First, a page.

Andrew Bailey, governor of the Bank of England (BOE), during the Monetary Policy Report news conference at the bank’s headquarters in the City of London, UK, on Thursday, Feb. 1, 2024.
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LONDON — Bank of England Governor Andrew Bailey on Thursday signaled that financial markets may be correct in their expectations for the future path of rate cuts.
Speaking to CNBC, Bailey said he was “not going to commit” to a specific timeline for rate cuts, but added that he did not object to the market consensus.
“I’m not going to give a view on how many cuts there’ll be and when they will be. But I think that view that the market is taking is not one I object to,” he told CNBC’s Steve Sedgwick.
Investors priced in four rate cuts by the end of this year after the central bank voted to hold interest rates steady at 5.25% earlier Thursday. Markets now see rates falling to 4.25% by year-end.
The vote, which split the Monetary Policy Committee 6-3, pointed to a difference in opinion among board members as inflation shows signs of easing.
Two dissenters favored a further 25 basis point hike while one voted for a quarter-point cut, marking the first time since 2008 that the committee has been split in both directions. It also marks the first time since 2020 that a BOE policy maker has voted for a reduction in borrowing costs.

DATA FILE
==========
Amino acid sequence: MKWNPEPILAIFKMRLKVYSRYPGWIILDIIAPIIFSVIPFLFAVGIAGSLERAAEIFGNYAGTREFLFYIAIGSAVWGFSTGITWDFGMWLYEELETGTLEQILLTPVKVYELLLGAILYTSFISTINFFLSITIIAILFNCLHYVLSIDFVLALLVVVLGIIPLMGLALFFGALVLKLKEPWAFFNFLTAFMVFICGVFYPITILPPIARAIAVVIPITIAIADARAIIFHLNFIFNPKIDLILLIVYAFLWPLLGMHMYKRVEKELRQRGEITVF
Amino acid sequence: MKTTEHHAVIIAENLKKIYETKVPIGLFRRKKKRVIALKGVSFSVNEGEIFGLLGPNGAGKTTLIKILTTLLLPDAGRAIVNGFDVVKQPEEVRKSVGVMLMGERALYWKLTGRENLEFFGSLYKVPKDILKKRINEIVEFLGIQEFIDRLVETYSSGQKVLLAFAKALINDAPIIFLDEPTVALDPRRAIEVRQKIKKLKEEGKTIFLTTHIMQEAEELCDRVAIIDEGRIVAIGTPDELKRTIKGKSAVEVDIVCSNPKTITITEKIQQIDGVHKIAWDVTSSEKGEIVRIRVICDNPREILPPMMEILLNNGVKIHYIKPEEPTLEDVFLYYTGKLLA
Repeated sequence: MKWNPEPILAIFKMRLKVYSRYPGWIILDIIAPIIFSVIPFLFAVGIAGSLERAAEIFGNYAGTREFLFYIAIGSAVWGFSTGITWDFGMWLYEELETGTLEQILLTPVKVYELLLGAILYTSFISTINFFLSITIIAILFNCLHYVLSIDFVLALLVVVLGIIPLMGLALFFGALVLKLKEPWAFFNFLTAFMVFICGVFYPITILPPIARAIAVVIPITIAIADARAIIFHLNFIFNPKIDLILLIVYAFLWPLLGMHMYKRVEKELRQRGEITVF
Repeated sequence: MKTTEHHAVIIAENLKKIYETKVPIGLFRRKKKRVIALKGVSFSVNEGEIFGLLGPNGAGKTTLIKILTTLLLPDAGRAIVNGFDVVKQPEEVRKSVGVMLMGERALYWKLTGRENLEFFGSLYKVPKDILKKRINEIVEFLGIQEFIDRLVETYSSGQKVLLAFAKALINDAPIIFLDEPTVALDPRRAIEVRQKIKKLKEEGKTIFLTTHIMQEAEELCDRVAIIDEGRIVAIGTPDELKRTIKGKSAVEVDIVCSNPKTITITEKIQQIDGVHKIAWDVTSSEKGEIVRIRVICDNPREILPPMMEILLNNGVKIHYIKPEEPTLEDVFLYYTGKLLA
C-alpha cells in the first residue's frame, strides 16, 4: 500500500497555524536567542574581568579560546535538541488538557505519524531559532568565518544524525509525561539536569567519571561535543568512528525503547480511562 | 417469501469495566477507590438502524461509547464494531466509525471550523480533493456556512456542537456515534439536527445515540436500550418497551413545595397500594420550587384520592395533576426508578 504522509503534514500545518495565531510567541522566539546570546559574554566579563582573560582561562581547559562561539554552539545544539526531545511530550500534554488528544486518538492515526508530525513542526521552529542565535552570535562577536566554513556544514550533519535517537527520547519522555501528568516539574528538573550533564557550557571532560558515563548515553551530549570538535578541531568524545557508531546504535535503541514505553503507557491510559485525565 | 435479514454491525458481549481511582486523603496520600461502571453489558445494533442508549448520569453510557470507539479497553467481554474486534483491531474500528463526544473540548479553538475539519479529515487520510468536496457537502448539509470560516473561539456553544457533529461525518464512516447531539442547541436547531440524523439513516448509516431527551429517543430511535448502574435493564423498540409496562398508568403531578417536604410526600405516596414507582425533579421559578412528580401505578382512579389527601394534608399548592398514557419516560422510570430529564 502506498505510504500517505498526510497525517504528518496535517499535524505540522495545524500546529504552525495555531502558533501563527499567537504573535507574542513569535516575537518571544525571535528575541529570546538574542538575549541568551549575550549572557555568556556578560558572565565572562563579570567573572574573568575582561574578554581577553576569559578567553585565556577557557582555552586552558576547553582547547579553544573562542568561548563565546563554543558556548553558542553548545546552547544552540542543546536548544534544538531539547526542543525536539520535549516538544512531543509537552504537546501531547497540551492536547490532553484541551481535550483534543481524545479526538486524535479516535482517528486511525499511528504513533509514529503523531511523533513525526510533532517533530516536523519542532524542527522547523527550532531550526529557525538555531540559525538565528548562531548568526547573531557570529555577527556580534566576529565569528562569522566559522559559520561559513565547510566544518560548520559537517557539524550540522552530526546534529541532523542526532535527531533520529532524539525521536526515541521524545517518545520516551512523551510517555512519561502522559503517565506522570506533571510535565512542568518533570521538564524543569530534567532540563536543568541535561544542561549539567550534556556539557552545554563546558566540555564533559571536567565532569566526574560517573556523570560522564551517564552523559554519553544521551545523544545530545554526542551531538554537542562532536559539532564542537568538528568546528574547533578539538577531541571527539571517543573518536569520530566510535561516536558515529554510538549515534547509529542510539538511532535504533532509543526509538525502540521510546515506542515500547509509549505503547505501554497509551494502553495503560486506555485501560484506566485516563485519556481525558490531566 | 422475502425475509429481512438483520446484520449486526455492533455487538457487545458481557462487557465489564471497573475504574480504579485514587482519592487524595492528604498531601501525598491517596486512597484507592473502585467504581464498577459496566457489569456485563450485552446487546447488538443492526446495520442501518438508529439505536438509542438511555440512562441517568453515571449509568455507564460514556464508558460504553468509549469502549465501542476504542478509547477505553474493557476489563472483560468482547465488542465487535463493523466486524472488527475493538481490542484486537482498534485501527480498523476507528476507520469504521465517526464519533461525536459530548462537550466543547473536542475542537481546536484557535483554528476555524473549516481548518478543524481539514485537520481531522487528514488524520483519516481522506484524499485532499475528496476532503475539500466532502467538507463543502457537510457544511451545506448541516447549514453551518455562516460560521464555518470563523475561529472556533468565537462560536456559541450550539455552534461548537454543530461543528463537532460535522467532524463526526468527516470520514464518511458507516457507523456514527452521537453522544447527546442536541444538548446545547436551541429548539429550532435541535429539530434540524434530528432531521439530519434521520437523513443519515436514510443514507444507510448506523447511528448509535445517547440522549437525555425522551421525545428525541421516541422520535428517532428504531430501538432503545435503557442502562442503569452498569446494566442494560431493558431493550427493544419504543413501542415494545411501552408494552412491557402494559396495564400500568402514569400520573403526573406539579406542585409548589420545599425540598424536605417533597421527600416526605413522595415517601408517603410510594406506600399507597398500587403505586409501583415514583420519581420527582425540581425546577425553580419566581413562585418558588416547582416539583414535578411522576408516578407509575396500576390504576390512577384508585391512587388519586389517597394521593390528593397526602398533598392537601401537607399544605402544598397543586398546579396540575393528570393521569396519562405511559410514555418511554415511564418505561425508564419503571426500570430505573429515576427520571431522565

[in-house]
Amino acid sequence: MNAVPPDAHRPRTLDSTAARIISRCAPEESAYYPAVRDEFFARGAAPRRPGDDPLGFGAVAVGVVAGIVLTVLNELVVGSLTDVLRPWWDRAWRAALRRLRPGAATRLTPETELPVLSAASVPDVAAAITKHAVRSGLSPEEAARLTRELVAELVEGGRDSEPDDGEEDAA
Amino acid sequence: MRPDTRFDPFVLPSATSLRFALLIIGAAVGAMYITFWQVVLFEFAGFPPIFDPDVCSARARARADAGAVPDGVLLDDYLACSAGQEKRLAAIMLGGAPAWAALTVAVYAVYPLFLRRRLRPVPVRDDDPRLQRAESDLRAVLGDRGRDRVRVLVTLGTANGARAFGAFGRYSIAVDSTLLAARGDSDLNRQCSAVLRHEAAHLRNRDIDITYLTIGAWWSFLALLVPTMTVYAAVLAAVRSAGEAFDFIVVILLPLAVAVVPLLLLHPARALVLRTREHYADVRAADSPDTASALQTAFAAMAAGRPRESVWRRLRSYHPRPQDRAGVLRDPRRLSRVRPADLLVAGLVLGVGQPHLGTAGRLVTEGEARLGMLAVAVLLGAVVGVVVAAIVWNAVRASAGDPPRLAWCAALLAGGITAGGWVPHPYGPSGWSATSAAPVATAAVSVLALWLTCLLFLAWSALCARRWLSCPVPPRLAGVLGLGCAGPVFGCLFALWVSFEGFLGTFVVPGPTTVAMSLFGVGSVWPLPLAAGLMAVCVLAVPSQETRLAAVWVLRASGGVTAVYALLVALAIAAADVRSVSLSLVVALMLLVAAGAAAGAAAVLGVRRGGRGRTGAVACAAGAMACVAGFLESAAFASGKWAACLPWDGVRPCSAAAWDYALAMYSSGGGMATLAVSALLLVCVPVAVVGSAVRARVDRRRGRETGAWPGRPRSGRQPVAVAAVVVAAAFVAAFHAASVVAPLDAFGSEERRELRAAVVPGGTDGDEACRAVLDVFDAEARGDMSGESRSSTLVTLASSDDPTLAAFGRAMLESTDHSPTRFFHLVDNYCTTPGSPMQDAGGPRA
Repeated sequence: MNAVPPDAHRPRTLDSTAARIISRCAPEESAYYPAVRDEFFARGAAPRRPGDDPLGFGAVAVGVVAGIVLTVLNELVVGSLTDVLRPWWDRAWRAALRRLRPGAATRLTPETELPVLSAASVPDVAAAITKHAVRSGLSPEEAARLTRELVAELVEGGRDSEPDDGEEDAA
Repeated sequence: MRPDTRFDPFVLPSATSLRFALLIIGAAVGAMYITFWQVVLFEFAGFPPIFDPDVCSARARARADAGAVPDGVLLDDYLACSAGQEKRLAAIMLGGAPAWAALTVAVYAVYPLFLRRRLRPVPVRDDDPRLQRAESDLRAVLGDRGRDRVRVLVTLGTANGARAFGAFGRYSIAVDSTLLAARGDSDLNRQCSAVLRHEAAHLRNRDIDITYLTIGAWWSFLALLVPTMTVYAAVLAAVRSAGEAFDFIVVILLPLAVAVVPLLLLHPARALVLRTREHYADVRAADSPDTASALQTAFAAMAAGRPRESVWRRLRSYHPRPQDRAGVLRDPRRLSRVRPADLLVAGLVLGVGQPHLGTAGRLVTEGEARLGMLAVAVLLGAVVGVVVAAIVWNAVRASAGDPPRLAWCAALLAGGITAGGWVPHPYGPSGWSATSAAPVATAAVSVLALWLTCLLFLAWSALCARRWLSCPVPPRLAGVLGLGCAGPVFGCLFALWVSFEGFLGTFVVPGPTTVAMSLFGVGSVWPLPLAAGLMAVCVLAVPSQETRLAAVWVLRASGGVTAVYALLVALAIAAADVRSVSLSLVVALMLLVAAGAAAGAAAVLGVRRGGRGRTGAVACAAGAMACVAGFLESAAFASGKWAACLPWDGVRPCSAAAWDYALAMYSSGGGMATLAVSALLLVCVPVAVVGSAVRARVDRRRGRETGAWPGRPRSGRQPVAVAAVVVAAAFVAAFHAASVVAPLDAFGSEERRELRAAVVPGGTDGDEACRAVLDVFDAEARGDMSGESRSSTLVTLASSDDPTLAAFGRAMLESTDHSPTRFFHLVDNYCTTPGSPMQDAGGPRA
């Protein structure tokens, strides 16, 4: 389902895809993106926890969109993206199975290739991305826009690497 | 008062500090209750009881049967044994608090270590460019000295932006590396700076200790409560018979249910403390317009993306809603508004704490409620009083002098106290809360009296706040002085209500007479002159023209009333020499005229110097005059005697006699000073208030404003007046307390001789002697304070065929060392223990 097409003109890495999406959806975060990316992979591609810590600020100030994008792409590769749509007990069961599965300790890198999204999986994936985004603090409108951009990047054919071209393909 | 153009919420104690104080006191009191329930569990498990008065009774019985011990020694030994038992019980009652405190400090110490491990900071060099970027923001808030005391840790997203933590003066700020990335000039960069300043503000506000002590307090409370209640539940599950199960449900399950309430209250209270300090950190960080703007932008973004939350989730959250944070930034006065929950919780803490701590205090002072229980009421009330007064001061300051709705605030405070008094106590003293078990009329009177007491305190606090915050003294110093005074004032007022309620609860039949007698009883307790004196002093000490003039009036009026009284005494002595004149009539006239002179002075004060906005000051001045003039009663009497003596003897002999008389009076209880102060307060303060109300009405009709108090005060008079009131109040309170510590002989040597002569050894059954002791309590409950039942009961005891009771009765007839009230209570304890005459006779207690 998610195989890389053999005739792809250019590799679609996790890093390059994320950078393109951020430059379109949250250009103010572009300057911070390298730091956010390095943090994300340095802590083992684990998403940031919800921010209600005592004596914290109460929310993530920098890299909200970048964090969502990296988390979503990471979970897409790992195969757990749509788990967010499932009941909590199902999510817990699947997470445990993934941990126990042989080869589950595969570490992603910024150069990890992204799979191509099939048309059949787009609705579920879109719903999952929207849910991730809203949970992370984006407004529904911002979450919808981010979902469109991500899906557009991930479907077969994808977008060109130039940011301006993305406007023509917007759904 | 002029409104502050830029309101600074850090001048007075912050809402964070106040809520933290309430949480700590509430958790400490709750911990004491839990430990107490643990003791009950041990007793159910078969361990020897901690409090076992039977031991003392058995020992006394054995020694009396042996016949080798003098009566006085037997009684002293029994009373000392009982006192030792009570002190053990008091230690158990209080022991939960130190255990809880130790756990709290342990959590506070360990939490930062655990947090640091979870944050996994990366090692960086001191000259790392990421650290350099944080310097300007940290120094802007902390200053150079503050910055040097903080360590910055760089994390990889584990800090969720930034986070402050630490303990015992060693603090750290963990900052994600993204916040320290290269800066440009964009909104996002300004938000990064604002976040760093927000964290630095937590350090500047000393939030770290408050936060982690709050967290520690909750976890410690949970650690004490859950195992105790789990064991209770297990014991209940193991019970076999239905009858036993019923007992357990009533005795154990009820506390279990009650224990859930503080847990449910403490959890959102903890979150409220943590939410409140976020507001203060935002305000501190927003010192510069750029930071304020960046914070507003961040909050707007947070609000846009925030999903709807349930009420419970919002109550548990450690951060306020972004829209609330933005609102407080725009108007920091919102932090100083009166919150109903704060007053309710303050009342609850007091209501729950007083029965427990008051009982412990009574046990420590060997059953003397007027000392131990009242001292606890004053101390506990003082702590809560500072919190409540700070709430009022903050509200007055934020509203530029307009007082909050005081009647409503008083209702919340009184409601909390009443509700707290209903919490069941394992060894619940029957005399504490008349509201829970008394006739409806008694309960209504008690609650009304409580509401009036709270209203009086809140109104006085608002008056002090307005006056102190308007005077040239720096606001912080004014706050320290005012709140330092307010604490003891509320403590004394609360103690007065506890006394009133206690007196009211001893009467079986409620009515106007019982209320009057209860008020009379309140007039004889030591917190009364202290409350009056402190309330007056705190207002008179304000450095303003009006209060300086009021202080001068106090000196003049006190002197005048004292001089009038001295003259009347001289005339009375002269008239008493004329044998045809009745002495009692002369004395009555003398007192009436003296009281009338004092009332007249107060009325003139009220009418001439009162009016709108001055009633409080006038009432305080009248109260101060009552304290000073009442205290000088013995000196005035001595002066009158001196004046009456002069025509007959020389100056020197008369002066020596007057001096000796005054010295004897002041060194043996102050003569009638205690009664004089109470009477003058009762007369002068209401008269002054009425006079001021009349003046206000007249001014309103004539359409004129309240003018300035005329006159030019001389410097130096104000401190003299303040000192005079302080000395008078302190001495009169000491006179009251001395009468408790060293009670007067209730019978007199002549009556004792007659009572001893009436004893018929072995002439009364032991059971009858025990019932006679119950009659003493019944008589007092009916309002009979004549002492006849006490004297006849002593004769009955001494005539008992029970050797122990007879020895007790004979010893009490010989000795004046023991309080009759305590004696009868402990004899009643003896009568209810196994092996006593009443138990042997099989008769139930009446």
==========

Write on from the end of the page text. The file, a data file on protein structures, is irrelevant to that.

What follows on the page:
U.K. headline inflation unexpectedly nudged upward to an annual 4% in December on the back of a rise in alcohol and tobacco prices, while the closely watched core consumer price index figure was unchanged at 5.1%. However, it has remained on a general downward trajectory toward the Bank’s 2% target.
Bailey said he was “not going to predict” how many cuts there would be, but he indicated that the bank was “on a path” toward lowering rates.
“We’ve moved importantly on from a debate which was around how tight does policy need to be, how high do rates need to be, to how long do we need to retain this stance to achieve sustained inflation,” he said.
“The way I read the market, I think the market is of the same frame of mind as well. The market has to, of course, reach a view on when they think cuts are going to happen,” he continued.
“We are not going to commit to ‘it’s going to be here and not there or then and not then’. But I very much hope that we’re on a path which will allow us to conclude the answer to that question … and we’ll get to a point where we say ‘yes, we can.'”